New book tackles racism in sport in southern Ontario

·3 min read

When author Ian Kennedy set out to write On Account of Darkness: Shining Light on Race and Sport, he did so with the goal of writing an historical take on the area where he was raised in southern Ontario.

On Account of Darkness takes a personal look at the sports history of the Chatham region. It documents the stories of marginalized sports teams and players over the past several centuries.

The book’s opening passages highlight a centuries-long history of racial tension between Indigenous and settler population. The book also touches on the sports history of Japanese and Black Canadians in the region, with Kennedy conducting interviews with dozens of athletes, their families, coaches, and friends to help contextualize the history.

Kennedy hopes that readers will be able to use his book as an educational tool to learn more about the history of sports within Canada that they might be unfamiliar with, or to expand on their previous knowledge and understanding.

“The idea with the book is to be an anti-racist text that preserves stories and provides that opportunity in that space for others to hear the perspectives and the experiences that aren't our own,” he said.

Kennedy grew up in the Chatham region near the Walpole Island First Nation. He said his perspective of the local Indigenous population as a white person was one that was clouded by misinformation and stereotypes.

“I’ve placed myself in these stories as someone who was, admittedly, oblivious and part of the problem for many years,” Kennedy wrote in the book’s introduction. But, he says, he’s been changed.

Kennedy says it’s important to understand the historical context of the local Indigenous populations in order for people to comprehend modern day discussions of race.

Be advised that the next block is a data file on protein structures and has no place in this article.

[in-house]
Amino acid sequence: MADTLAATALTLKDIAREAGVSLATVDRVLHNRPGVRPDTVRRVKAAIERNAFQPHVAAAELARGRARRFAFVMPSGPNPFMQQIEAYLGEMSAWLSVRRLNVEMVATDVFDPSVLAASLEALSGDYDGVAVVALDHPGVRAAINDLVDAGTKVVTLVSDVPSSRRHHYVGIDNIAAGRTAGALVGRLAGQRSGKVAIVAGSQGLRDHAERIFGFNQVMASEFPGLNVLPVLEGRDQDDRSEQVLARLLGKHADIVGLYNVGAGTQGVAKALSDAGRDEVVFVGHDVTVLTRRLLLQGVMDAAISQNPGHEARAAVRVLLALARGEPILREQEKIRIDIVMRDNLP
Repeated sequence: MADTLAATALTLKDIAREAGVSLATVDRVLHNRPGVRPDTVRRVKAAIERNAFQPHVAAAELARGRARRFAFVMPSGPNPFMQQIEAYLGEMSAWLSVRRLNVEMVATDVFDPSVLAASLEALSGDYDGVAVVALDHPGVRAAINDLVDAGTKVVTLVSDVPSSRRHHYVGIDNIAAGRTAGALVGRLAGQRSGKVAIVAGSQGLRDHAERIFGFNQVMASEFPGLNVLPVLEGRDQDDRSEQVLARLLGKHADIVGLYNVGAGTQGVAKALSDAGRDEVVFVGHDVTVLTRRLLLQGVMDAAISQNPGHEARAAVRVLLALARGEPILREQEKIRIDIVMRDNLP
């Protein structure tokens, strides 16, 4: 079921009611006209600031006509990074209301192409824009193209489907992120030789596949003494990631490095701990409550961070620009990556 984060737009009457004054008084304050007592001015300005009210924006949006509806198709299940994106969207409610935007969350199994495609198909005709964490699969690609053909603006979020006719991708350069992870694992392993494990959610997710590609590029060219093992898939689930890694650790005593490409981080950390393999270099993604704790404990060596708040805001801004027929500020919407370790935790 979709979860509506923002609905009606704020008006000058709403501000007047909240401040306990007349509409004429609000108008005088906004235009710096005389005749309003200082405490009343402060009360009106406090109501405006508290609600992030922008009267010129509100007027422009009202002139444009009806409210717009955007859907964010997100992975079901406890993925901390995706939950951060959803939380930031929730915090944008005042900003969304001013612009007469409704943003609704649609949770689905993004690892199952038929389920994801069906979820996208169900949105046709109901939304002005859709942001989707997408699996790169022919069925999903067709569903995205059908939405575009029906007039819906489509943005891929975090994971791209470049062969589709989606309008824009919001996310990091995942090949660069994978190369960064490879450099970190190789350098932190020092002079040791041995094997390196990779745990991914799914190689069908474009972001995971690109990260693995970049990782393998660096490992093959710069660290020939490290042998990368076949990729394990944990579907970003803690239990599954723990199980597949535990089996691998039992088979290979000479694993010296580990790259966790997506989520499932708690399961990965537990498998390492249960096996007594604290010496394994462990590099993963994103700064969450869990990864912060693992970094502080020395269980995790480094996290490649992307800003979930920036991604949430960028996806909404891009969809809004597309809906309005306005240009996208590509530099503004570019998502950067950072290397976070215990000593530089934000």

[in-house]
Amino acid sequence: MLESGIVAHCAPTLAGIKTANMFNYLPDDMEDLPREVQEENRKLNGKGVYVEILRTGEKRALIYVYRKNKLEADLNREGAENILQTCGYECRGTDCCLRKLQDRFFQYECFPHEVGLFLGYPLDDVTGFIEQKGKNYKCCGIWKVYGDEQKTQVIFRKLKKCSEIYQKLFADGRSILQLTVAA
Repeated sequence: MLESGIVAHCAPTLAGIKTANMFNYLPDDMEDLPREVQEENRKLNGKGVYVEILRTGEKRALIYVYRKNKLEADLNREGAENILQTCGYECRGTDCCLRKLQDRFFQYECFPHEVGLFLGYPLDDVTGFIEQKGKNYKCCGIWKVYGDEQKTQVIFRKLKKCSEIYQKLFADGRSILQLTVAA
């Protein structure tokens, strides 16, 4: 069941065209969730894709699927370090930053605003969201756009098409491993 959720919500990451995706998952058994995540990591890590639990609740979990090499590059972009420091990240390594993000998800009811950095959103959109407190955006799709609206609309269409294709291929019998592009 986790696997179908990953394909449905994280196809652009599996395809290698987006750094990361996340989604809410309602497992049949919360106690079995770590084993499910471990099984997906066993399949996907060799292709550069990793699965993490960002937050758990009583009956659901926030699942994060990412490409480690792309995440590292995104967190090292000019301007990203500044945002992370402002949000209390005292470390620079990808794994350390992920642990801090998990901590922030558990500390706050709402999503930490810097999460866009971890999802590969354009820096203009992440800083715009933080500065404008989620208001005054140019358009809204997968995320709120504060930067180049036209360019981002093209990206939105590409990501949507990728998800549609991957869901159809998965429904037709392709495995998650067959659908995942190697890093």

“Because if we can't connect with each other, to understand different backgrounds and how residential school affected people… and how our government and our church and our sports communities have impacted the way that we see each other, we can't be good allies.”

Kennedy notes the hypocrisy of “Touting the brave Chief Tecumseh who fought with local soldiers in the War of 1812, while ignoring the disenfranchisement and genocide of Indigenous peoples.”

On Account of Darkness hit shelves in May and is published by Tidewater press. It’s available in major bookstores and online retailers and is already making an impact.

“On Account of Darkness is a book we can all learn from,” reads a testimonial from Indigenous hockey player Brigette Lacquette. She grew up in the remote Métis community of Mallard, Man. and helped win a silver medal for Canada at the 2018 Pyeongchang Winter Olympics.

“Overcoming obstacles such as racism as well as prejudice… these are the truths that need to be heard across the globe.”

Kennedy says it all ties together “and understanding our past is crucial for us to fix those issues and make sport a place where everyone can participate and where it becomes a healthy, healing, fun environment to be rather than this hyper-competitive space that it is right now,” he said.

Kennedy writes in the opening of the book, “The area’s whiteness has created a hostile environment for visitors. Like any home team, we’ve yelled, we’ve banged on the glass, we’ve used our home-field advantage against those who try to belong here with us, even those who were here before we arrived.”

Kennedy hopes that readers will be inspired to do their own research beyond the conclusion of his book.

“I want this just to be a beginning to the conversation, because I recognize that I come from a place of privilege that I can say things freely at this point without some of the backlash that others might receive. So that's where I can amplify voices and hold that space.”

Windspeaker.com

By Adam Laskaris, Local Journalism Initiative Reporter, Windspeaker.com, Windspeaker.com

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